Sectoral elasticity of substitution and returns to scale in South Africa
If you would like to obtain a copy of this Research Output, please contact Hanlie Baudin at email@example.com.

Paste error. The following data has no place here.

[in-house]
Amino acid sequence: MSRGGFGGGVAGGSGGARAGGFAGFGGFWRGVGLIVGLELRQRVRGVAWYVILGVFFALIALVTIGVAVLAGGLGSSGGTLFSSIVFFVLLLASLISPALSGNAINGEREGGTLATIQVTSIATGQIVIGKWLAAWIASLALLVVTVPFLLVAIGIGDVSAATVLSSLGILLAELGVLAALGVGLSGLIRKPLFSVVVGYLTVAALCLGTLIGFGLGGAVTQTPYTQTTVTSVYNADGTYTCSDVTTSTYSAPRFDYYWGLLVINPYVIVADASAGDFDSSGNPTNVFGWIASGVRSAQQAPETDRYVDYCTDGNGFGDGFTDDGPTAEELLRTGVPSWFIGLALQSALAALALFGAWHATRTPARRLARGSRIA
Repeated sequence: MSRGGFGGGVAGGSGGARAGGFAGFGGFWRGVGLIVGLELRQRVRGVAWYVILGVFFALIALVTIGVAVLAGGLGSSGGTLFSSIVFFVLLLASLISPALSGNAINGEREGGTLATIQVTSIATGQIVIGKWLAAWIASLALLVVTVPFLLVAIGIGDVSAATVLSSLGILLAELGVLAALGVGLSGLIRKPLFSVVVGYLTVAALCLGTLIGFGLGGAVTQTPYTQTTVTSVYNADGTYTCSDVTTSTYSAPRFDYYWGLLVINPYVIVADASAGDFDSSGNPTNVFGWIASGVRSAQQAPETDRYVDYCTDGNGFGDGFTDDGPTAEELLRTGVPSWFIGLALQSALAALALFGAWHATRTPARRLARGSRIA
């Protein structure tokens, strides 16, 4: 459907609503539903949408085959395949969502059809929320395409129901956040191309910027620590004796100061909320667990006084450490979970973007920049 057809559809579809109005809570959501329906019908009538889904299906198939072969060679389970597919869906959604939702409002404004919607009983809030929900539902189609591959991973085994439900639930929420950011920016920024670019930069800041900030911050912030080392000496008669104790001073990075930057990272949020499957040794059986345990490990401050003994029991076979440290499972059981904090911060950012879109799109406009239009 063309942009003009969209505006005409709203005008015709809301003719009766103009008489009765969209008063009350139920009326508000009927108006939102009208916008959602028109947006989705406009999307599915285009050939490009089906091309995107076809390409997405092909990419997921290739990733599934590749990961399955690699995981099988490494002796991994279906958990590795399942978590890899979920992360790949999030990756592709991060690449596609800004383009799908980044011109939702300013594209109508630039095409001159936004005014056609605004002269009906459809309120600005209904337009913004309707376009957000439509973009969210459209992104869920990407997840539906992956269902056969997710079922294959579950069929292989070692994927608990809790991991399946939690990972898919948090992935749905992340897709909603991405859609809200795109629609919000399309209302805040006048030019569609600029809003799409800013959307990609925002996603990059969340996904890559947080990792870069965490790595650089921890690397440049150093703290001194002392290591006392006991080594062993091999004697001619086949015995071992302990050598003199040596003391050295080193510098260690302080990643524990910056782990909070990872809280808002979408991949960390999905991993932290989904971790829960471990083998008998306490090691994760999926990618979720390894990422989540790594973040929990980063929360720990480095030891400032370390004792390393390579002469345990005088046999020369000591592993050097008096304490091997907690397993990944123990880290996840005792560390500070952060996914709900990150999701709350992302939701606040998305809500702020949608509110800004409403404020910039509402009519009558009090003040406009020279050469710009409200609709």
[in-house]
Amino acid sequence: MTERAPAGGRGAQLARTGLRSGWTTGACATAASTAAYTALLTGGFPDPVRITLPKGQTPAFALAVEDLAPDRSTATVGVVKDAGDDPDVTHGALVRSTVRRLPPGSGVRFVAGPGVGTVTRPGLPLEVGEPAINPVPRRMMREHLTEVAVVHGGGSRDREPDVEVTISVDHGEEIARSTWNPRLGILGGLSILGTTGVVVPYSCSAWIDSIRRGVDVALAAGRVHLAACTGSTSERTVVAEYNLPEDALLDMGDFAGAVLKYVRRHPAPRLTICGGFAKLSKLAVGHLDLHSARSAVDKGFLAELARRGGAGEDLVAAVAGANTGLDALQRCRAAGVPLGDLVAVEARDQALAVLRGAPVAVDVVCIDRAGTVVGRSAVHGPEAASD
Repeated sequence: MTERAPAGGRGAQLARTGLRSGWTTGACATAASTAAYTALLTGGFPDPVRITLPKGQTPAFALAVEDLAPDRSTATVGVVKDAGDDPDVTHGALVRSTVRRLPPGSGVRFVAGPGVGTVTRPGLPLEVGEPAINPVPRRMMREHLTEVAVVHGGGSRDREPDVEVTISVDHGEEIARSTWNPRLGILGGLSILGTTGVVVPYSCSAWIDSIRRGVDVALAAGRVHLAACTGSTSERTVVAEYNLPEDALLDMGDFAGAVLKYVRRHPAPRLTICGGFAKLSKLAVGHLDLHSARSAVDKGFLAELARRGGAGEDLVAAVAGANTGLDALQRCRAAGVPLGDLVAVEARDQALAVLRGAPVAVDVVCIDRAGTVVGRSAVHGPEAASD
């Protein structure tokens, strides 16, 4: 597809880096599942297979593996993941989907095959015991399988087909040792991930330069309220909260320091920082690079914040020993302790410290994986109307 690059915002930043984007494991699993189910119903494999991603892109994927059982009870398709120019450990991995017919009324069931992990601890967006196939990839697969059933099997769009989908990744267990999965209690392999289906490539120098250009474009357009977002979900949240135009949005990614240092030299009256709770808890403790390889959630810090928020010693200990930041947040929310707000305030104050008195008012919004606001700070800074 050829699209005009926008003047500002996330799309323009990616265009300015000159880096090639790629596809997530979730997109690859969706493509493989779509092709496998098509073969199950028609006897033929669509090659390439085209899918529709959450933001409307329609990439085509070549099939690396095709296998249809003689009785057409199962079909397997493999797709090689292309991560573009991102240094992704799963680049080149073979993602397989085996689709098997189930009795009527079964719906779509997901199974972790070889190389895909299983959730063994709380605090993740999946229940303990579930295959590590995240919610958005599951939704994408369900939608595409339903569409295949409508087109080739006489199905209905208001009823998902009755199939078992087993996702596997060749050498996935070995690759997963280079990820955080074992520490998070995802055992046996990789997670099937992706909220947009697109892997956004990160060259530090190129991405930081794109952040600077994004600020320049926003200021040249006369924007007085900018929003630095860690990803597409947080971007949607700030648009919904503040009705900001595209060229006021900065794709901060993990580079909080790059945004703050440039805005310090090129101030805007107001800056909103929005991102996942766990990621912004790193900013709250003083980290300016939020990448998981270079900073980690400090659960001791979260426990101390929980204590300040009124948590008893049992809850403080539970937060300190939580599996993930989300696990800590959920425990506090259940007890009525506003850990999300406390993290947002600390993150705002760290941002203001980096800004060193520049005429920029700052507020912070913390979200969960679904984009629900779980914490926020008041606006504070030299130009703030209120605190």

Elasticity of substitution and returns to scale are estimated on sectoral basis for South Africa using panel-based generalized least square. Apart from sectoral differences in terms of elasticity of substitution, the study found that elasticity of substitution is below unity in all the sectors. Most of the sectors studied are found to have increasing returns to scale in production. The study further explores the implications of elasticity of factor substitution and returns to scale on growth and employment creation. The amount of jobs that can be created from growth of the sectors with constant or decreasing returns to scale can be argued to be greater than jobs from the same level of output growth generated from sectors with increasing returns to scale. The above is the case comparing the employment creating potential of the same amount of additional output in all the sectors being compared. By virtue of scale economies, a sector like finance, insurance, real estate and business services generates more output with less proportional increase in inputs. This means growth in this sector may not have the desired impact on jobs creation. However, a glance at the share of the sector in the country's total output and employment may spare one from making the kind of conclusion given above. This sector may generate more jobs because of being a sector making up about 20% of the country's total value added and employment; even if sectors like utilities and construction experience the same level of output growth. Given its importance for growth and employment, the study also recommends for further investigation into the reasons why elasticity of substitution is lower in sectors like utilities, mining and trade, catering and accommodation service.